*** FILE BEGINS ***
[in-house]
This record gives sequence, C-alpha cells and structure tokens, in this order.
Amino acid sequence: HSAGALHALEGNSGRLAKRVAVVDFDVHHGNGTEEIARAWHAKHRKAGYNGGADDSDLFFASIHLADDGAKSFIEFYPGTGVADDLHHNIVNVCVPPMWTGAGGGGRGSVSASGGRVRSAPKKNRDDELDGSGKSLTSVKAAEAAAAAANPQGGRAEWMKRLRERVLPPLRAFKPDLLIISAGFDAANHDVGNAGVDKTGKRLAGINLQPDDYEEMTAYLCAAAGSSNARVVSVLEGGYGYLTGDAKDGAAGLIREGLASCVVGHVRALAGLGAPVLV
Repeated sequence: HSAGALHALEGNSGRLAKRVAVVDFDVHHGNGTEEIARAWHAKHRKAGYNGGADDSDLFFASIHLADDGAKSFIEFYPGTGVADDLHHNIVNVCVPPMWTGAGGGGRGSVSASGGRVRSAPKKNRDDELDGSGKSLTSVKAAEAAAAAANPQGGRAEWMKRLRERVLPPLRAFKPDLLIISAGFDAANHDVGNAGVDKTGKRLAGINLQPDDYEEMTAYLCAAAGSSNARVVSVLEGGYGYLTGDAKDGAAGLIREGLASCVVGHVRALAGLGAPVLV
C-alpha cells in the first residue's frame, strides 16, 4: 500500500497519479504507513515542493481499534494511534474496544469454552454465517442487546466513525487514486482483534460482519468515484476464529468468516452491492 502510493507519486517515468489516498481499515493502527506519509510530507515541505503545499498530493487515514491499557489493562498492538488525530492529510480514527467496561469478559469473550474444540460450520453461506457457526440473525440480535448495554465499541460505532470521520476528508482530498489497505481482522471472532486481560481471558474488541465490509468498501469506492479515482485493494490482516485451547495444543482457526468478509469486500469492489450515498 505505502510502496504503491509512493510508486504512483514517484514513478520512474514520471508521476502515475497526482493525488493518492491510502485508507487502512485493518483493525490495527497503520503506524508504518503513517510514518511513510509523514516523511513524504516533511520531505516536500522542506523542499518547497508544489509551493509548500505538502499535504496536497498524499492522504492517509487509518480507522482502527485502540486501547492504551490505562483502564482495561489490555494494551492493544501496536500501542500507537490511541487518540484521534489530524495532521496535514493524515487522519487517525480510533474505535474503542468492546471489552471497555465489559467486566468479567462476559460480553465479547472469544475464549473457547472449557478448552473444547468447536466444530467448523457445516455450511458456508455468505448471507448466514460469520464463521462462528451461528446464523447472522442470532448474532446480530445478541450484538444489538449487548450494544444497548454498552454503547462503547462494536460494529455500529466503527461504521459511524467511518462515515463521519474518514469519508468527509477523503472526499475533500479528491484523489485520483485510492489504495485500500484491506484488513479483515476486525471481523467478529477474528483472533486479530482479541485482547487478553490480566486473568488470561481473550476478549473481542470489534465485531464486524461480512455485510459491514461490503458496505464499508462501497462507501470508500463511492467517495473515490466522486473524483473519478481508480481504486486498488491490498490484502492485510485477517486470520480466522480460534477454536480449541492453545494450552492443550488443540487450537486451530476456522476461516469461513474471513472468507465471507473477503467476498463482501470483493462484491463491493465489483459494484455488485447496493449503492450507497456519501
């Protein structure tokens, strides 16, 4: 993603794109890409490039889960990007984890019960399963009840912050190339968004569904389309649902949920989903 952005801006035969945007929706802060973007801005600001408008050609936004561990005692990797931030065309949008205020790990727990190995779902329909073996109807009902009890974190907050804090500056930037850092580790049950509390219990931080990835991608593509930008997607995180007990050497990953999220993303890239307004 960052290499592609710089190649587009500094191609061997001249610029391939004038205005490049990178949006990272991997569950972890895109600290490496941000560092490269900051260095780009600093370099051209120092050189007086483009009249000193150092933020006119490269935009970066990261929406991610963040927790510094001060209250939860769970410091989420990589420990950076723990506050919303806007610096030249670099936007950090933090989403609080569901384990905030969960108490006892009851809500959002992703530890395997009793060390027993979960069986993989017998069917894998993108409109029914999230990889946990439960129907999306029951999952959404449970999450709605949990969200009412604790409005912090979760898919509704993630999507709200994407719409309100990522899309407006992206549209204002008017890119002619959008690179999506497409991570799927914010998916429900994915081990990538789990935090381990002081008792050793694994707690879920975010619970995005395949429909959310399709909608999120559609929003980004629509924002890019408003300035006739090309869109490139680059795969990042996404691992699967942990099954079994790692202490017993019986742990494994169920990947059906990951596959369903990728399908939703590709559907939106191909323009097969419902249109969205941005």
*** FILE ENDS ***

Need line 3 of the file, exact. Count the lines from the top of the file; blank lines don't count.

Amino acid sequence: HSAGALHALEGNSGRLAKRVAVVDFDVHHGNGTEEIARAWHAKHRKAGYNGGADDSDLFFASIHLADDGAKSFIEFYPGTGVADDLHHNIVNVCVPPMWTGAGGGGRGSVSASGGRVRSAPKKNRDDELDGSGKSLTSVKAAEAAAAAANPQGGRAEWMKRLRERVLPPLRAFKPDLLIISAGFDAANHDVGNAGVDKTGKRLAGINLQPDDYEEMTAYLCAAAGSSNARVVSVLEGGYGYLTGDAKDGAAGLIREGLASCVVGHVRALAGLGAPVLV